Patients who receive red blood cell transfusions during coronary artery bypass grafting (CABG) surgery are at an increased risk of developing pneumonia, according to an abstract released today at the 51st Annual Meeting of The Society of Thoracic Surgeons.
"Pneumonia is a known risk following CABG surgery, and developing it has been shown to significantly increase a patient's risk of morbidity and mortality," said Donald S. Likosky, PhD, from the University of Michigan Health System in Ann Arbor, who led the study. "Previous research has shown that one in every 20 CABG patients develop a major infection, with pneumonia being the most common type of infection."
Dr. Liksoky and colleagues examined data on 16,182 patients who underwent CABG surgery between 2011 and 2013 at any of the 33 hospitals participating in the Michigan Society of Thoracic and Cardiovascular Surgeons Quality Collaborative.
Among participants in the study group, 6,451 (39.9%) received red blood cell transfusions and 576 (3.6%) developed pneumonia.
The researchers found a significant association between red blood cell transfusion and the occurrence of pneumonia. They also found that the risk of developing pneumonia increased with the volume of red blood cells transfused. Results showed that patients receiving one or two units of red blood cells had double the odds of developing pneumonia compared to patients not receiving transfusion, while those who received six units or more of red blood cells had 14-fold increased odds of developing pneumonia. The dose-dependent relationship was consistent across clinical subgroups and was not affected by other blood products, such as platelets.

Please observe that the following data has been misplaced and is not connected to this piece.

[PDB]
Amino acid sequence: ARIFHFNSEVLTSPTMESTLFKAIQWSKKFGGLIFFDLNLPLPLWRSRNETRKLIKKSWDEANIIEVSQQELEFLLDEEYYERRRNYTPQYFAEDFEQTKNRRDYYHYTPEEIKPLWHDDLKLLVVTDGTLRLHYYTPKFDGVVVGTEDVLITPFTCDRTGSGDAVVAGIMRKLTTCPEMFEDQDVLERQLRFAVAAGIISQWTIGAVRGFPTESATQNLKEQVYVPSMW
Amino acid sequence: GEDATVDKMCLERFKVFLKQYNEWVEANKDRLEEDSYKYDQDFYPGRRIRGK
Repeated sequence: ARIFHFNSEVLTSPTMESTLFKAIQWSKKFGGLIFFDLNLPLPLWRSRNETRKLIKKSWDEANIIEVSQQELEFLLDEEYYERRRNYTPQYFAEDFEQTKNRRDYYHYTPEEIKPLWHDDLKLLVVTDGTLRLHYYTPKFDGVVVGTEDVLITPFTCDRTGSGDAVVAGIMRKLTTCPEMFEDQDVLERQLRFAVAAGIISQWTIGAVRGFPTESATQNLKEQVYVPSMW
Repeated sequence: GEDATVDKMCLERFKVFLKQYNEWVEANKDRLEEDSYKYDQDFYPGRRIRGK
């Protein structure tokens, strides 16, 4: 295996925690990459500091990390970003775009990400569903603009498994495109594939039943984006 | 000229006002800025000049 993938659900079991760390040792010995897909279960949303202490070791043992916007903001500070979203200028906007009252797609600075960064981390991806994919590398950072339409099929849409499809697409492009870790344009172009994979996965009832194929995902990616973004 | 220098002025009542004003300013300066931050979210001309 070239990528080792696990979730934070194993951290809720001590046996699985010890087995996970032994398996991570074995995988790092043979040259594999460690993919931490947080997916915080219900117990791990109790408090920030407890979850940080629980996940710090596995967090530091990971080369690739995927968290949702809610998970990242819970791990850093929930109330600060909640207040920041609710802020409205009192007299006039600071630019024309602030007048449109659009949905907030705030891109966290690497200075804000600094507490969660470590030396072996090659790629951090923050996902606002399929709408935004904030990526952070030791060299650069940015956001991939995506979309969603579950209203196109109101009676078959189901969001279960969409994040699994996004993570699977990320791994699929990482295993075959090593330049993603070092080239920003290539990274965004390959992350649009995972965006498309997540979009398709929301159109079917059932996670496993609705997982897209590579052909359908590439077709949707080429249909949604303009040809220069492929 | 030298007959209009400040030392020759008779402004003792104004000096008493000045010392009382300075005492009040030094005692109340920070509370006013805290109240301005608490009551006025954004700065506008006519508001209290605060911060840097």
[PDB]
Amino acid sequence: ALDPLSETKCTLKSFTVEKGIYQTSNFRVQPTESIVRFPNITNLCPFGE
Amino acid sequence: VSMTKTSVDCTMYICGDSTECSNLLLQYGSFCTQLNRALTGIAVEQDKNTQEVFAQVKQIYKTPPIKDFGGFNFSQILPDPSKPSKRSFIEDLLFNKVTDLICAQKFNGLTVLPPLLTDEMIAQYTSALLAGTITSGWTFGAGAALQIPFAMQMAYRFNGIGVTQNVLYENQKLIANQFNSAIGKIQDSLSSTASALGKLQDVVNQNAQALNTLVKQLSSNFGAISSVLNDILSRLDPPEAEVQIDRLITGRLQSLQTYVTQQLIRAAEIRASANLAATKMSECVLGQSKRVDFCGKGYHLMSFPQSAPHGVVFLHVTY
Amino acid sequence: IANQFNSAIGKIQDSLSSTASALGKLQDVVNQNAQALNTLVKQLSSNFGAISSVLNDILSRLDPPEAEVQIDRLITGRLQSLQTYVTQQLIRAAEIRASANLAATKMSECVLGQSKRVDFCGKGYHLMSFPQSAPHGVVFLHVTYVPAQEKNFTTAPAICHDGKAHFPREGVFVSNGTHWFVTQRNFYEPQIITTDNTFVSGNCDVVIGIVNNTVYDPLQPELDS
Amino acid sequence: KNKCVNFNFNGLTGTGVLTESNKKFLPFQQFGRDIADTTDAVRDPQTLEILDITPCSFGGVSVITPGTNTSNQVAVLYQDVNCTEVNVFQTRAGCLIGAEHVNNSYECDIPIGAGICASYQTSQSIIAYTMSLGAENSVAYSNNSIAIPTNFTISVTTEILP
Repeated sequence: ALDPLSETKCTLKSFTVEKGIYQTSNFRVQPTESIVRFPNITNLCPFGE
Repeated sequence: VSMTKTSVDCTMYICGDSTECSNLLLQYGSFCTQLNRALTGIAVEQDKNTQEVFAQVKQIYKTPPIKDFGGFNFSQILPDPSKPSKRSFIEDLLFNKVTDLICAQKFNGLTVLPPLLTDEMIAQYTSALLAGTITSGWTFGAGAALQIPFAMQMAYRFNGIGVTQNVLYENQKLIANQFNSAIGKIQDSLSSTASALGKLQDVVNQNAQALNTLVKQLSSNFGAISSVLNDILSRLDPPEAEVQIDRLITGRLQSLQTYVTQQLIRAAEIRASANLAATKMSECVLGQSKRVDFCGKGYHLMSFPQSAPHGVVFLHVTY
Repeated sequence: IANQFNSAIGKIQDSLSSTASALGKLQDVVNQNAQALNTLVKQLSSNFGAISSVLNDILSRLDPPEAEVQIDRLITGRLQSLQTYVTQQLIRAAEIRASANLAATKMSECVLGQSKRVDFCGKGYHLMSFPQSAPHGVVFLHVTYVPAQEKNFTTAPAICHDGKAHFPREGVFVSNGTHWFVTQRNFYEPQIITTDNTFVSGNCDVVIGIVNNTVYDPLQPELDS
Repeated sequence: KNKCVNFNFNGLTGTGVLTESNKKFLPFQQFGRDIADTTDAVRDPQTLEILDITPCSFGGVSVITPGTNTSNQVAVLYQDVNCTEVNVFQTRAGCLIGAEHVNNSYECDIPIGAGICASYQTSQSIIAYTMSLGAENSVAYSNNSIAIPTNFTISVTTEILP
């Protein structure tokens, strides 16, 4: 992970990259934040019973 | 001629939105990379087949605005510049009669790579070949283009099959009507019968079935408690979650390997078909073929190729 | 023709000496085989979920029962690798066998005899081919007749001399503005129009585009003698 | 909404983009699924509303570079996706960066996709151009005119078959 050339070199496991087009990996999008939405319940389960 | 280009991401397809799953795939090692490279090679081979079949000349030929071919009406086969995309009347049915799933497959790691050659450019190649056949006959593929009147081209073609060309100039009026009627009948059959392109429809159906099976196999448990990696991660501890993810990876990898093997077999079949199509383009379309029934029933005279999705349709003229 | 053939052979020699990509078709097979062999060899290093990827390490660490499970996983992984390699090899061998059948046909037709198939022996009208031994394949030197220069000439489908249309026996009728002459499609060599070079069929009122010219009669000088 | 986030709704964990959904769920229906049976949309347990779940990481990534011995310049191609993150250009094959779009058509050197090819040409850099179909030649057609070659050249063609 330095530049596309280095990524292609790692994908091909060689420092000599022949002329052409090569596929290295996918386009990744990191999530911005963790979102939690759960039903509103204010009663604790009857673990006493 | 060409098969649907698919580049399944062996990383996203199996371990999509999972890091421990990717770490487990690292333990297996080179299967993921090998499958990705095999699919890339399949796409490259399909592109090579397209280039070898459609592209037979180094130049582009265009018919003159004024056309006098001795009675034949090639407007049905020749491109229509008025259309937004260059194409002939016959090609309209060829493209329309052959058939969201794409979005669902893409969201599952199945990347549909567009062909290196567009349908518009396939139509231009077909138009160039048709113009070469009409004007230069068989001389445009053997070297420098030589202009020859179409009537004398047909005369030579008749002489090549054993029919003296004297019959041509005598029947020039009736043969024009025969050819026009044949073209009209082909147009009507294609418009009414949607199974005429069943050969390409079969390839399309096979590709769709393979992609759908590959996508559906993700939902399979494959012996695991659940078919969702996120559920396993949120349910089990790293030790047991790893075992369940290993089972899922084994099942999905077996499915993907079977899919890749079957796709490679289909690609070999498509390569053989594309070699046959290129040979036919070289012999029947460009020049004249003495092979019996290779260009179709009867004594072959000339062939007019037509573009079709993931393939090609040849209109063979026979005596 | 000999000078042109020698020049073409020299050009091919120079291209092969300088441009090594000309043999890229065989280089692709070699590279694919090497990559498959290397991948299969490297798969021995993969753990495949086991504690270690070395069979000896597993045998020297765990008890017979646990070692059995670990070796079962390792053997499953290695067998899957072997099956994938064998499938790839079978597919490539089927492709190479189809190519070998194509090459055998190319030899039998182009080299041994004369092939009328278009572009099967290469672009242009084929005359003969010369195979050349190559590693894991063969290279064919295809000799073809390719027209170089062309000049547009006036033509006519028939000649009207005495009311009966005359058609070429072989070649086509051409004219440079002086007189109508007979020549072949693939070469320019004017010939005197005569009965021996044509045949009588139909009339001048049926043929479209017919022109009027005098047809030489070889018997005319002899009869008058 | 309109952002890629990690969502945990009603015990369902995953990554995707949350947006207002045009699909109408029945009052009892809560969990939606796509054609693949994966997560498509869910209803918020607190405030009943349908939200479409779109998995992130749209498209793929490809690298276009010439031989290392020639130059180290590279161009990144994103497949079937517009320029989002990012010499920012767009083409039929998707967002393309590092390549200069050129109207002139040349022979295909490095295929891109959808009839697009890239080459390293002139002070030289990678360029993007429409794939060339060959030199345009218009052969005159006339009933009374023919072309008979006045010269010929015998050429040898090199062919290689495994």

"The ability to store and transfuse blood is one of medicine's greatest accomplishments, but we are continuing to see that receiving a blood transfusion may alter a patient's ability to fight infection," said James R. Edgerton, MD, from The Heart Hospital, Baylor Plano in Texas, who was not affiliated with the study. "In their study, Dr. Likosky and colleagues have identified an increased risk of pneumonia after transfusion, which is an important breakthrough because it allows physicians to remain vigilant for the onset of pneumonia and initiate therapy early in hopes of shortening its course and severity. It also enables physicians to initiate preventive therapies in patients who have been transfused, which will contribute to better care of our patients."
"Patients should receive red blood cell transfusions based on clinical need," added Dr. Likosky. "Surgical teams may have opportunities to reduce the need for transfusions among patients, thereby reducing the risk of secondary complications."
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